# Resources tagged with: Mathematical reasoning & proof

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Broad Topics > Using, Applying and Reasoning about Mathematics > Mathematical reasoning & proof ### Folding Fractions

##### Age 14 to 16 Challenge Level:

What fractions can you divide the diagonal of a square into by simple folding? ### Folding Squares

##### Age 14 to 16 Challenge Level:

The diagonal of a square intersects the line joining one of the unused corners to the midpoint of the opposite side. What do you notice about the line segments produced? ### Parallel Universe

##### Age 14 to 16 Challenge Level:

An equilateral triangle is constructed on BC. A line QD is drawn, where Q is the midpoint of AC. Prove that AB // QD. ### Proof Sorter - Quadratic Equation

##### Age 14 to 18 Challenge Level:

This is an interactivity in which you have to sort the steps in the completion of the square into the correct order to prove the formula for the solutions of quadratic equations. ### Angle Trisection

##### Age 14 to 16 Challenge Level:

It is impossible to trisect an angle using only ruler and compasses but it can be done using a carpenter's square. ### Square Mean

##### Age 14 to 16 Challenge Level:

Is the mean of the squares of two numbers greater than, or less than, the square of their means? ### Same Length

##### Age 11 to 16 Challenge Level:

Construct two equilateral triangles on a straight line. There are two lengths that look the same - can you prove it? ### Zig Zag

##### Age 14 to 16 Challenge Level:

Four identical right angled triangles are drawn on the sides of a square. Two face out, two face in. Why do the four vertices marked with dots lie on one line? ### Pareq Exists

##### Age 14 to 16 Challenge Level:

Prove that, given any three parallel lines, an equilateral triangle always exists with one vertex on each of the three lines. ### Leonardo's Problem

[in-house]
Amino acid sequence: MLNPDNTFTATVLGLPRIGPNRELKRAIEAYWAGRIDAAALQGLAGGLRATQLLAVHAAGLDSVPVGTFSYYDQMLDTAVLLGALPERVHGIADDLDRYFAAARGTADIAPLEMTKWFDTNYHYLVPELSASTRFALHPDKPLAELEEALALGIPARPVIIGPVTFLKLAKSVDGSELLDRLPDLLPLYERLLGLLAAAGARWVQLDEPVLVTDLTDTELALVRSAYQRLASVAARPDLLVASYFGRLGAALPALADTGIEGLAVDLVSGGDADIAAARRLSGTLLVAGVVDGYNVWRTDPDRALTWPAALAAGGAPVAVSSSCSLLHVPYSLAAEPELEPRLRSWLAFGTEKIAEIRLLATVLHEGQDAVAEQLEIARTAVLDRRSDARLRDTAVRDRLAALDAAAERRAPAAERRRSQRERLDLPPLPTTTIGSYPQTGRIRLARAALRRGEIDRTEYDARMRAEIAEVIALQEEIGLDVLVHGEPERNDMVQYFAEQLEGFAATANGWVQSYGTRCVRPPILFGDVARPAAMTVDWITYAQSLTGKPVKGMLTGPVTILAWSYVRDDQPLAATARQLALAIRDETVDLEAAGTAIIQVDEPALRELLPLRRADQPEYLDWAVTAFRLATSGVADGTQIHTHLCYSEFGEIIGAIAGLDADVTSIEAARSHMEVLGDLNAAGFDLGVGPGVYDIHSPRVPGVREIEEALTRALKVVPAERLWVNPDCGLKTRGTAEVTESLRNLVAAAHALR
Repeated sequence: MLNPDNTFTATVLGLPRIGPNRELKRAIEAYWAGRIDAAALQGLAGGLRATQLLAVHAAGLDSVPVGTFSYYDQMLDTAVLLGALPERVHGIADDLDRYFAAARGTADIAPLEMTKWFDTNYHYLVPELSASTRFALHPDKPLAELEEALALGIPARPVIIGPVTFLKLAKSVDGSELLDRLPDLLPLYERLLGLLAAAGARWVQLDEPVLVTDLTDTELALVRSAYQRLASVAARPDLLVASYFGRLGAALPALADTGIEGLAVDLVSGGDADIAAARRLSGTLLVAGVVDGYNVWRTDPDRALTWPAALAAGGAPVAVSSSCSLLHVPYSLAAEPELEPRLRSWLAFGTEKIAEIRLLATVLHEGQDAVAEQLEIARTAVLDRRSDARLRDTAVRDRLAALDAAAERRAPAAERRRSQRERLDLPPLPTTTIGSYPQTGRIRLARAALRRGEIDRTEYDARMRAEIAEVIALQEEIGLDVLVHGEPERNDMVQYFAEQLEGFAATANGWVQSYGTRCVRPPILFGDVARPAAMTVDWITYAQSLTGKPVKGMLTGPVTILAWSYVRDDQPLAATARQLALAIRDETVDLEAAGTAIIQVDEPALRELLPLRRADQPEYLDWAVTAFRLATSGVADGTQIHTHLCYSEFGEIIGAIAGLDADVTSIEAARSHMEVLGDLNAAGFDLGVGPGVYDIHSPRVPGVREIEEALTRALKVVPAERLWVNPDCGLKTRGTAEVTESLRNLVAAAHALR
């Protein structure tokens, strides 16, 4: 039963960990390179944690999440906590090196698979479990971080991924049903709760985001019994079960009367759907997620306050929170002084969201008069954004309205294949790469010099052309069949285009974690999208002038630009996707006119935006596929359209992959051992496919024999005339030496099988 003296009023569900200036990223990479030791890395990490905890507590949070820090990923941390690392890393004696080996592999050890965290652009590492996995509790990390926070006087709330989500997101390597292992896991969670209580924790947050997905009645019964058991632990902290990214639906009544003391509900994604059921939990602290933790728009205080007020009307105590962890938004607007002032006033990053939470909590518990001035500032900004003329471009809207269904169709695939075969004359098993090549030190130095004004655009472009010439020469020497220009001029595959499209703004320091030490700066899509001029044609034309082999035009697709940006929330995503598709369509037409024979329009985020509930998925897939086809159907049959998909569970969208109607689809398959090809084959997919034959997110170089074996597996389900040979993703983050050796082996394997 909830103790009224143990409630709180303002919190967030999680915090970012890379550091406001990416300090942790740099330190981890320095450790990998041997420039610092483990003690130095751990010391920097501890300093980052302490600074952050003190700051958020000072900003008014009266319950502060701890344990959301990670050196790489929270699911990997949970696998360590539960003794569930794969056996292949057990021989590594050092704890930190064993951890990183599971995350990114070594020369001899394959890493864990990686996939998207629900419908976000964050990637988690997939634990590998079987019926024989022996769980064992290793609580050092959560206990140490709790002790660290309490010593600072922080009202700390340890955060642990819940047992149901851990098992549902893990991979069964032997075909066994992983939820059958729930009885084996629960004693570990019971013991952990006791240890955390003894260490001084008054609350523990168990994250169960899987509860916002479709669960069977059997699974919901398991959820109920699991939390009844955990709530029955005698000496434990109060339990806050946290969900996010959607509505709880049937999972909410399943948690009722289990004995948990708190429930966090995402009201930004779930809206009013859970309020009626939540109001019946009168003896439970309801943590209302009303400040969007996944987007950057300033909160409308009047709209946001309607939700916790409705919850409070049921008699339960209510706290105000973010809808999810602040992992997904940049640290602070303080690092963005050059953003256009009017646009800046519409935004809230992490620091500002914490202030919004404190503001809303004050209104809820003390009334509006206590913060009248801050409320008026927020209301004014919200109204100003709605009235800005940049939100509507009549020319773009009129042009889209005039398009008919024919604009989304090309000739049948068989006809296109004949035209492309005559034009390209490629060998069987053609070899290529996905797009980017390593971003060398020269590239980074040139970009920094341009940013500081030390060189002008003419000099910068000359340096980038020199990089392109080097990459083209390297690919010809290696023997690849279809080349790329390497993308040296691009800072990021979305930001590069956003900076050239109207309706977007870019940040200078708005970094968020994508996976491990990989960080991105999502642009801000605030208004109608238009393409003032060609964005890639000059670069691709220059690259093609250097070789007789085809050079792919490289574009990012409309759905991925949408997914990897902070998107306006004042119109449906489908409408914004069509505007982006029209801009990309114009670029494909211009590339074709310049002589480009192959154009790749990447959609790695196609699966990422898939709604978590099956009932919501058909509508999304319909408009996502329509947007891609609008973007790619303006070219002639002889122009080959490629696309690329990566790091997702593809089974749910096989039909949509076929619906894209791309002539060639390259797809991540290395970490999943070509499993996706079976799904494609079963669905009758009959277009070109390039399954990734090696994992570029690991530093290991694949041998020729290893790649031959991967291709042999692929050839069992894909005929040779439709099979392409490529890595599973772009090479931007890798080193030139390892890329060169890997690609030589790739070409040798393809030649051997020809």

##### Age 14 to 18 Challenge Level:

A, B & C own a half, a third and a sixth of a coin collection. Each grab some coins, return some, then share equally what they had put back, finishing with their own share. How rich are they? ### Pythagorean Triples I

##### Age 11 to 16

The first of two articles on Pythagorean Triples which asks how many right angled triangles can you find with the lengths of each side exactly a whole number measurement. Try it! ### Composite Notions

##### Age 14 to 16 Challenge Level:

A composite number is one that is neither prime nor 1. Show that 10201 is composite in any base. ### Iff

##### Age 14 to 18 Challenge Level: ### Pythagorean Triples II

##### Age 11 to 16

This is the second article on right-angled triangles whose edge lengths are whole numbers. ### Proof: A Brief Historical Survey

##### Age 14 to 18

If you think that mathematical proof is really clearcut and universal then you should read this article. ### The Golden Ratio, Fibonacci Numbers and Continued Fractions.

##### Age 14 to 16

An iterative method for finding the value of the Golden Ratio with explanations of how this involves the ratios of Fibonacci numbers and continued fractions. ### Triangular Intersection

##### Age 14 to 16 Short Challenge Level:

What is the largest number of intersection points that a triangle and a quadrilateral can have? ### Multiplication Square

##### Age 14 to 16 Challenge Level:

Pick a square within a multiplication square and add the numbers on each diagonal. What do you notice? ### Proofs with Pictures

##### Age 14 to 18

Some diagrammatic 'proofs' of algebraic identities and inequalities. ### Matter of Scale

##### Age 14 to 16 Challenge Level:

Prove Pythagoras' Theorem using enlargements and scale factors. ### Iffy Logic

##### Age 14 to 18 Challenge Level:

Can you rearrange the cards to make a series of correct mathematical statements? ### More Number Sandwiches

##### Age 11 to 16 Challenge Level:

When is it impossible to make number sandwiches? ### There's a Limit

##### Age 14 to 18 Challenge Level:

Explore the continued fraction: 2+3/(2+3/(2+3/2+...)) What do you notice when successive terms are taken? What happens to the terms if the fraction goes on indefinitely? ### Kite in a Square

##### Age 14 to 16 Challenge Level:

Can you make sense of the three methods to work out the area of the kite in the square? ### Our Ages

##### Age 14 to 16 Challenge Level:

I am exactly n times my daughter's age. In m years I shall be ... How old am I? ### Converse

##### Age 14 to 16 Challenge Level:

Clearly if a, b and c are the lengths of the sides of an equilateral triangle then a^2 + b^2 + c^2 = ab + bc + ca. Is the converse true? ##### Age 14 to 18 Challenge Level:

Which of these roads will satisfy a Munchkin builder? ### Calculating with Cosines